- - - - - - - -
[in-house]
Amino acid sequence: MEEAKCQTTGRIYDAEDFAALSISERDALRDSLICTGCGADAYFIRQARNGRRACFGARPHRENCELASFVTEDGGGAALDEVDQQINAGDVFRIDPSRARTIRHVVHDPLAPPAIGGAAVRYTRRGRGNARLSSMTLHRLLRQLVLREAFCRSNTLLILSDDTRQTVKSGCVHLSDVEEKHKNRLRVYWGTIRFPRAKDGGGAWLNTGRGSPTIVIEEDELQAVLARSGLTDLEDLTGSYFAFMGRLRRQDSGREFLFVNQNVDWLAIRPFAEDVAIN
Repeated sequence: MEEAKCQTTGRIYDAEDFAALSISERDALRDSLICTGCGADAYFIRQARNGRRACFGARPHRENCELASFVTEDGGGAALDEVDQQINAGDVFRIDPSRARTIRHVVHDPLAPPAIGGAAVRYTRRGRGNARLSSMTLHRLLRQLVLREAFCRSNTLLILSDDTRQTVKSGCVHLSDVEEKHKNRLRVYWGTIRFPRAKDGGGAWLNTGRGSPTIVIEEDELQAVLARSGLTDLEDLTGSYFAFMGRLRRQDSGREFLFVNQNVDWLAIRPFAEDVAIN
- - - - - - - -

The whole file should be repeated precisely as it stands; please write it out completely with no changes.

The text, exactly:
[in-house]
Amino acid sequence: MEEAKCQTTGRIYDAEDFAALSISERDALRDSLICTGCGADAYFIRQARNGRRACFGARPHRENCELASFVTEDGGGAALDEVDQQINAGDVFRIDPSRARTIRHVVHDPLAPPAIGGAAVRYTRRGRGNARLSSMTLHRLLRQLVLREAFCRSNTLLILSDDTRQTVKSGCVHLSDVEEKHKNRLRVYWGTIRFPRAKDGGGAWLNTGRGSPTIVIEEDELQAVLARSGLTDLEDLTGSYFAFMGRLRRQDSGREFLFVNQNVDWLAIRPFAEDVAIN
Repeated sequence: MEEAKCQTTGRIYDAEDFAALSISERDALRDSLICTGCGADAYFIRQARNGRRACFGARPHRENCELASFVTEDGGGAALDEVDQQINAGDVFRIDPSRARTIRHVVHDPLAPPAIGGAAVRYTRRGRGNARLSSMTLHRLLRQLVLREAFCRSNTLLILSDDTRQTVKSGCVHLSDVEEKHKNRLRVYWGTIRFPRAKDGGGAWLNTGRGSPTIVIEEDELQAVLARSGLTDLEDLTGSYFAFMGRLRRQDSGREFLFVNQNVDWLAIRPFAEDVAIN